But Anderson believes we also must stop thinking of human health separately from animal health and environmental health.
“Part of this process is the urgent adoption of integrated human, animal and environmental health expertise and policy – a One Health approach. One Health is not new, but uneven uptake and institutional support means it hasn’t hit its potential. The weakest link in the chain is environmental health. We have to fix this.”
4 Just Eat Plants
Dr. Anthony Fauci, director of the National Institute of Allergy and Infectious Diseases, called in April for the closure of live-animal markets like the one in Wuhan where COVID-19 is believed to have leapt from animals to humans:
“I think they should shut down those things right away,” he told the hosts of Fox & Friends. “It boggles my mind when you have so many diseases that emanate out of that unusual human-animal interface that we don’t just shut it down.”
But some doctors see little distinction between Wuhan’s live-animal market and the live-animal slaughterhouses and meat processing centers in the West.
There are 15 diseases in cattle with the potential to leap to humans, according to Virginia State University’s cooperative extension, including anthrax, salmonellosis and tuberculosis. Chickens also carry salmonella, as well as bird flu, campylobacter, and E. coli. In July, the Centers for Disease Control raised the alarm about an evolving H1n1 influenza—a swine flu—with characteristics suggesting it could leap to humans.
Those diseases may spring less of a surprise than COVID-19 did, but the novel coronavirus too has demonstrated a close relationship with meat handling, even in the West.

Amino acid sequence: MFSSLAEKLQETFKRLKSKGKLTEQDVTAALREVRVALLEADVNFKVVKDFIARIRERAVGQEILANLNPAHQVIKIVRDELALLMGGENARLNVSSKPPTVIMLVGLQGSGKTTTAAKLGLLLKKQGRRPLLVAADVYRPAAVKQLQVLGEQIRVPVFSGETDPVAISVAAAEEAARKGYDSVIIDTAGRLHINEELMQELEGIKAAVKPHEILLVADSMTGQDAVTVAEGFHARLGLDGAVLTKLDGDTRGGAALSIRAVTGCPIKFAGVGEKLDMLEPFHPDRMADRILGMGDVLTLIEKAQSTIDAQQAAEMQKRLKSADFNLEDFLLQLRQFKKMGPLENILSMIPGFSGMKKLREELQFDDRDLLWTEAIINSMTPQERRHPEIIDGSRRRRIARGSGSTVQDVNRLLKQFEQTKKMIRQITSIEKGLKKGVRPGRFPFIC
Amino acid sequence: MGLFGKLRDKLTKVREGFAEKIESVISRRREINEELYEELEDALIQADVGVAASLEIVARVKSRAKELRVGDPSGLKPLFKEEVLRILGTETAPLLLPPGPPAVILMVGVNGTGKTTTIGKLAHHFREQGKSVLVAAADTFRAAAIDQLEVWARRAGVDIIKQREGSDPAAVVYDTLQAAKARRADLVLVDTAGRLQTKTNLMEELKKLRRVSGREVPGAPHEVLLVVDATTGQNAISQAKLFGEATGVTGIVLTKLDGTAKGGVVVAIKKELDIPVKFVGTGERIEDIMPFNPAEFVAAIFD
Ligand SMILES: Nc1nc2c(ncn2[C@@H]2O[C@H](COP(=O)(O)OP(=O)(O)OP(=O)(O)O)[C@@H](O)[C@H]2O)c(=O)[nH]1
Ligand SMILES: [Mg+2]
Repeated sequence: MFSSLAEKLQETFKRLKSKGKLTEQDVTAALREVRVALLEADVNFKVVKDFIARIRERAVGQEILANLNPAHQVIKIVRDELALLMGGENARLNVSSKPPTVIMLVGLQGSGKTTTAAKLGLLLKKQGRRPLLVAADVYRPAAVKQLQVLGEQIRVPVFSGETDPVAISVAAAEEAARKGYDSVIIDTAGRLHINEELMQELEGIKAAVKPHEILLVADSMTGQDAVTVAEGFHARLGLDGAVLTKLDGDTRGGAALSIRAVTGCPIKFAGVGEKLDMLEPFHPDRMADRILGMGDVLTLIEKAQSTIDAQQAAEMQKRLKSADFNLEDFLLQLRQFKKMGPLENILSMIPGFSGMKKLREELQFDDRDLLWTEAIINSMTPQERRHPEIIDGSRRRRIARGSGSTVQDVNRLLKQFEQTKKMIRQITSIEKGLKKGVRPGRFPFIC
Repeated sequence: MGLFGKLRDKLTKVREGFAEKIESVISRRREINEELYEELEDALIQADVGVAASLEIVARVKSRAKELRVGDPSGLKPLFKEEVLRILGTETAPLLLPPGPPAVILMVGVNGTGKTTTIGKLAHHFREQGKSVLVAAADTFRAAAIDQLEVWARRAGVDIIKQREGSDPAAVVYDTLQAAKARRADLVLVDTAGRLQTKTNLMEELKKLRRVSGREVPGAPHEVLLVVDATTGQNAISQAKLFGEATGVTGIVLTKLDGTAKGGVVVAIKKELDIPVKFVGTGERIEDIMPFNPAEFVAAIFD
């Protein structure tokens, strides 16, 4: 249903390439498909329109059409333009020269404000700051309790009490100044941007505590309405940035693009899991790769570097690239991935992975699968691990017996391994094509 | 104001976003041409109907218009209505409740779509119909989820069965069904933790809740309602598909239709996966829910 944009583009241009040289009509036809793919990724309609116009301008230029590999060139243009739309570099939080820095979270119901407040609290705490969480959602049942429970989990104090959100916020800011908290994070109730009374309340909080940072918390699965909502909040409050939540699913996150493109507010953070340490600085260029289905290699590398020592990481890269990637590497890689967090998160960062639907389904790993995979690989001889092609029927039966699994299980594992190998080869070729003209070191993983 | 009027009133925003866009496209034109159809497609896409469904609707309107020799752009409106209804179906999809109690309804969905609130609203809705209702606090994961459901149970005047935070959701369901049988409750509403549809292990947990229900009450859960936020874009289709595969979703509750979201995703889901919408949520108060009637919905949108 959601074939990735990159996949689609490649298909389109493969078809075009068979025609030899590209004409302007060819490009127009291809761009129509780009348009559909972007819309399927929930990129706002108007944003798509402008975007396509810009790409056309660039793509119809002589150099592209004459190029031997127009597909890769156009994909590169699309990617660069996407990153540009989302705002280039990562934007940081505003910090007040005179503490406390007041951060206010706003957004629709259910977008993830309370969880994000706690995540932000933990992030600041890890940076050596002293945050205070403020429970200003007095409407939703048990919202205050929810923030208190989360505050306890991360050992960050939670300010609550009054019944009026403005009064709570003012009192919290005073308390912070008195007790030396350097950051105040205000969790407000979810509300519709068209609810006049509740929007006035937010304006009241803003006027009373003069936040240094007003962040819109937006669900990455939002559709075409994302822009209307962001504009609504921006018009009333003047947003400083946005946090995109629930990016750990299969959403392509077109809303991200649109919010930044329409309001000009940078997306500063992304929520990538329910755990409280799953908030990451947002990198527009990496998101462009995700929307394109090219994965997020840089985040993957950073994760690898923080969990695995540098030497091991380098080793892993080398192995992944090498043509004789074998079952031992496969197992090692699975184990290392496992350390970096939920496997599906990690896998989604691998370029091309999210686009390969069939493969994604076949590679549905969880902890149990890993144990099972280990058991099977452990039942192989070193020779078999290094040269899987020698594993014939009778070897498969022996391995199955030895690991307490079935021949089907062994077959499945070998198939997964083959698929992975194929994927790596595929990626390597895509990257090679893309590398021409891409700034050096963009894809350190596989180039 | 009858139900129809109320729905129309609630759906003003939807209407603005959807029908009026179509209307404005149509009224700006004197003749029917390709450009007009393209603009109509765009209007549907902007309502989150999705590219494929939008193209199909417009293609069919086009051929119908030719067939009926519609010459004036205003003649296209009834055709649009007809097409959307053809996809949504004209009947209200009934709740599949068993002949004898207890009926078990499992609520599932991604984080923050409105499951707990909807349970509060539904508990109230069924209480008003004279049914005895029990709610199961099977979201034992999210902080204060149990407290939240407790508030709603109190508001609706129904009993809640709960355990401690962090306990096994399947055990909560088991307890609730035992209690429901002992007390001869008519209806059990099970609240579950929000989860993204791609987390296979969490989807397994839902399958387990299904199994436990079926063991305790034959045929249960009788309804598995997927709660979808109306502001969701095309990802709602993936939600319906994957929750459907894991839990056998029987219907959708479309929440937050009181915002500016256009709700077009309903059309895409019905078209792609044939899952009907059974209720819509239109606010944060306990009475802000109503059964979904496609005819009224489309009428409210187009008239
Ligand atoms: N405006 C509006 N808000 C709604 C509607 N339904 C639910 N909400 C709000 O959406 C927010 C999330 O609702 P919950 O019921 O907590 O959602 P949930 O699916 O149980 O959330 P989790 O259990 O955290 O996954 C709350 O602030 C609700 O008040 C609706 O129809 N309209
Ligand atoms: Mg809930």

“Multiple outbreaks of COVID-19 among meat and poultry processing facility workers have occurred in the United States recently,” the CDC reported this month.
Writing in the brand-new Journal of Disease Reversal and Prevention, a group of Chicago doctors cited these facts—as well as the relationship between meat consumption and heart disease—as they called for a reassessment of the human diet:
“Given that the two largest pandemics in the past 100 years revolve around our food choices—specifically, the consumption of animals—we would propose a global moratorium on this,” write Dr. Mashaal Ikram and Dr. Waddah Malas of Mercy Hospital and Rush University Chief of Cardiology Kim Allan Williams, Sr., “and re-evaluation of our food sources and nutritional choices.”
5 Listen To Science
On the bright side, the coronavirus pandemic has demonstrated a human ability to respond to environmental threats at the individual level on a global scale.
“The general public has been compliant—I would say surprisingly compliant—accepting changes in their lives that are uncomfortable if not wrenching,” said Princeton theoretical physicist Robert Socolow, who has focused in his career on human interactions with their natural environment.
“The words widely spoken these five months have been identical” to the messaging around climate change, he said: “You must listen to the scientists. But in this case the scientists have been listened to.”
Unfortunately, our species seems willing to listen only when faced with imminent threats, letting long-term threats like climate change, biodiversity loss and plastic pollution worsen.
“It’s very hard for the human brain to get very excited about things that aren’t happening now,” Harvard psychologist Daniel Gilbert told NPR. “That’s why people have trouble getting up and flossing in the morning—because the dental problems that they’re going to accrue are pretty far off.”
As long as we don’t floss away pollution, climate change and biodiversity loss, they will continue to throw more and more immediate threats, including more pandemics, in our direction.
So the coronavirus pandemic offers vital lessons for future threats.
“The U.S. has fared worse than other countries not because it lacked information or funding,” said Dr. Ali S. Khan, director of the Office of Public Health Preparedness and Response at the Centers for Disease Control and Prevention, “but because it failed to learn the lessons of the last outbreaks.”